Have you always wanted to explore ruins by biking around Ella alone? Or walk down Weligama beach while your phone sits in a quiet corner capturing a timelapse video of the sunset? Or wake up in boutique villa in the hill country and have your breakfast and some Ceylon Tea brought right to your bedroom? If you are about the solo travel life, this is a read tailor made for you.
We believe that holidays should be for everyone. The families. The couples. The groups of boys. The groups of girls. Or just you. If you are new to the world of solo travel don’t be afraid. It might seem intimidating at first and there will be a lot apprehension from those around you, but if you are determined to travel on your own, here are a few things that might help you with the journey.
Do ample research before you travel. This includes research on the city you are travelling to, places you’ll be staying and general safety of tourists in the city you are travelling to. This is when “extra reading” becomes key. If you do not plan on obtaining a mobile connection keep in mind that you might not have WiFi is all places. Google Trips, is also an app you ought to checkout as it helps offline navigation and information, provided you having saved it beforehand.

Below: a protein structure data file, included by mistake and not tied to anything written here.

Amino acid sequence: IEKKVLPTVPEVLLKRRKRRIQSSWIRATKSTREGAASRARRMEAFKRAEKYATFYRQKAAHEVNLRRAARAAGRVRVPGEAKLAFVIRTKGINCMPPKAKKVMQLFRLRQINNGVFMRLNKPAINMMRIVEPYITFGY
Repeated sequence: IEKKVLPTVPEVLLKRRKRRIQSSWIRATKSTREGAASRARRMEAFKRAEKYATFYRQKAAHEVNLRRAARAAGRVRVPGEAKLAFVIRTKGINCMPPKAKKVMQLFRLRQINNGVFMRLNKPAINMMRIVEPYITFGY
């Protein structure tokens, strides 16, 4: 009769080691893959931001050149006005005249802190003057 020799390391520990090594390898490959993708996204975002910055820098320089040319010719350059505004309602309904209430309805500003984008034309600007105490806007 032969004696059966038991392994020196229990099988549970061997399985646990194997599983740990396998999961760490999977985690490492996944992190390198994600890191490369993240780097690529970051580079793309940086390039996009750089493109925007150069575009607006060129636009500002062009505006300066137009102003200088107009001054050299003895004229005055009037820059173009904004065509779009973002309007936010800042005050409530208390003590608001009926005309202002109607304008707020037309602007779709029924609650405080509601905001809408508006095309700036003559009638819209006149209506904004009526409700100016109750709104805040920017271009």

Reach out to Fellow Solo Travellers
Your second research would be to speak to other solo travellers who have been doing what they’ve been doing for a while. They would be the best version of Google you can speak to when it comes to going out there by yourself and would be sure not to sugar coat things for you. Other solo travellers would also be able to give you a good analysis on if you are indeed cut out for the task.
Have Information Readily Available (for everyone)
Trust us, no one wants a live rendition of 127 Hours. Tell those closest to you where you are going to, for how long and a general itinerary of your travels. You don’t have to necessarily check in on them every day, but once in a way wouldn’t hurt to ease hearts at home telling them you are safe.
Similarly, be sure that you readily have access to phone numbers, emergency numbers and other contact numbers of your accommodation, friend(s) living there — if at all — and other numbers you think would be important. This should not only be on your phone but also on the back of a notebook or something because you have a better chance of misplacing a phone as opposed to a notebook?
Safe travels and don’t forget to make friends with fellow solo travellers!